by Jonathan Haile
I’m not too proud to admit that when I saw Google Glass for the first time, I was enamored. I thought it was a game changer. Google seemed to have an advantage over Apple, which is rumored to be building a smartwatch. But let’s just face the facts. A smartwatch is nowhere near as interesting as something like Google Glass, and probably a reason why Apple has seemingly lost its magic touch. A smartwatch is essentially a device that keeps you from reaching into your pocket to grab your phone–in my opinion, a huge waste of $300.
From optimism to skepticism
My optimism toward Glass soon became skepticism when I saw Engadget’s review of the product. With a camera and no indication of when it’s recording, Glass could elevate its wearers to “creeper status.” Also, the three-hour battery life is clearly a shortcoming. A steep $1,500 price tag is a huge turn off, and I haven’t the qualifications, nor status, to be in Google’s Explorer Program–those who get to test the device.
Another issue for anyone who wants to wear Glass is that it sits on your face in a way that eliminates the possibility of wearing glasses. I don’t wear contact lenses, so if I could afford it, I would have two optical devices awkwardly resting on my face. I suppose Google was serious about correcting the problem because the recent updates to the hardware include optical lenses for individuals with prescriptions.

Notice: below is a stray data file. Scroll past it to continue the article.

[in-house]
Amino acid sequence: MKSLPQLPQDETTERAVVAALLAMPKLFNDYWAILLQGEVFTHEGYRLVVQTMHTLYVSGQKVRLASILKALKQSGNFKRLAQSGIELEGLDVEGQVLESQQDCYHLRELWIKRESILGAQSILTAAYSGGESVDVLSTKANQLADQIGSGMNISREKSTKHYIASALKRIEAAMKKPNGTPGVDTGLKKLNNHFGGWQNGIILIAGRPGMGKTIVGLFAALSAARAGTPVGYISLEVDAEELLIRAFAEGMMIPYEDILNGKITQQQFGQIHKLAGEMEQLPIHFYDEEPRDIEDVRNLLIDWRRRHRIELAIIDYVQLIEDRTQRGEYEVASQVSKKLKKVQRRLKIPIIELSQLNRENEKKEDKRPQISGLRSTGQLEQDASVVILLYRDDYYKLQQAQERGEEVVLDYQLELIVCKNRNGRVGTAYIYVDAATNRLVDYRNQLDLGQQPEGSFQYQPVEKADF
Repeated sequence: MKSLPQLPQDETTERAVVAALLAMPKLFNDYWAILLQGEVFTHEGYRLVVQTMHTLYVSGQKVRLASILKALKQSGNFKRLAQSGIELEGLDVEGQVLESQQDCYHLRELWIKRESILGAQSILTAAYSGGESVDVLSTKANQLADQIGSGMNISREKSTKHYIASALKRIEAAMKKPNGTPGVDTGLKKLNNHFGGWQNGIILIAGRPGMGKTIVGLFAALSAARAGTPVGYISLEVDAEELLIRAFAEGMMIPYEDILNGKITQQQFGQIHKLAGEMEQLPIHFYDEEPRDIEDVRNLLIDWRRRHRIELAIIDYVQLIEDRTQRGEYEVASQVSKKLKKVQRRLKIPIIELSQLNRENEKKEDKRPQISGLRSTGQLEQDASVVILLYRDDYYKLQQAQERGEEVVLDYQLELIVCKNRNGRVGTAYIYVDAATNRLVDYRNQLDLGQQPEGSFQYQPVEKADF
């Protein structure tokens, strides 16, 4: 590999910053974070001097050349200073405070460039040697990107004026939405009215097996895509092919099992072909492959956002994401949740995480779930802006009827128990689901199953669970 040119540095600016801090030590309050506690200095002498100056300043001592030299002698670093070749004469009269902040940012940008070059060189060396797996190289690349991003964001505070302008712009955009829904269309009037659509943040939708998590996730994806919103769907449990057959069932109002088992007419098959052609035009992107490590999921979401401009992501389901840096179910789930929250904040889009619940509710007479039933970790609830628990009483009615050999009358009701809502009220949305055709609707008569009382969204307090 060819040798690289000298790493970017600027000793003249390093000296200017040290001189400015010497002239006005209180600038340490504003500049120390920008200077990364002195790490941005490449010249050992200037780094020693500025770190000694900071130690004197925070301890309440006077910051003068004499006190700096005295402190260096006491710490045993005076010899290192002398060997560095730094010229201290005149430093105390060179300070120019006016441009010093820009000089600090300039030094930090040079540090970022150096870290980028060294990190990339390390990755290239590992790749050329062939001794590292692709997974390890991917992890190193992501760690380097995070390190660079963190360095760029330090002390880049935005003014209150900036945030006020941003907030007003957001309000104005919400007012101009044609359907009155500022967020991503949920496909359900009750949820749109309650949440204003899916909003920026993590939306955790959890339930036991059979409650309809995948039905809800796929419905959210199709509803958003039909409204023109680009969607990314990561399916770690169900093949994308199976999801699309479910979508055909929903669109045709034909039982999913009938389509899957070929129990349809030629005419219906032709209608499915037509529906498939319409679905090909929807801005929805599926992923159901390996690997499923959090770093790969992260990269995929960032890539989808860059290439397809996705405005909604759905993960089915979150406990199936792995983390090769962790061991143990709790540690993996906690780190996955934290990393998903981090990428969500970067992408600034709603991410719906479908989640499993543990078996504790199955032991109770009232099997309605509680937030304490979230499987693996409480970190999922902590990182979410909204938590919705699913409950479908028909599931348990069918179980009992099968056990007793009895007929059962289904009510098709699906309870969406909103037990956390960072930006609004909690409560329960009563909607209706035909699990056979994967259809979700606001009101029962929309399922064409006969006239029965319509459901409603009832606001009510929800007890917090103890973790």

More and more issues
I once wrote that wearable technology could provide a new landscape for marketers and application developers. What I didn’t anticipate were the problems that became obvious with Glass. A woman was ticketed for driving while wearing it (but later the ticket was dismissed). A man was interrogated by the FBI for wearing it in a movie theater. And again, unless you are someone with connections to Google or are well-known, you aren’t getting your hands on it any time soon.
In my opinion, the biggest issue is that Glass is ahead of its time. We are ready for smartwatches; Samsung, Pebble, and Kreyos have entered the wearable tech market. We just aren’t ready for “cyborg glasses.” Maybe that’s why Apple has strayed away from it, thus far. Perhaps, by its third generation (and with a huge price drop), Glass will be available for everyone.
Photo credit: BGR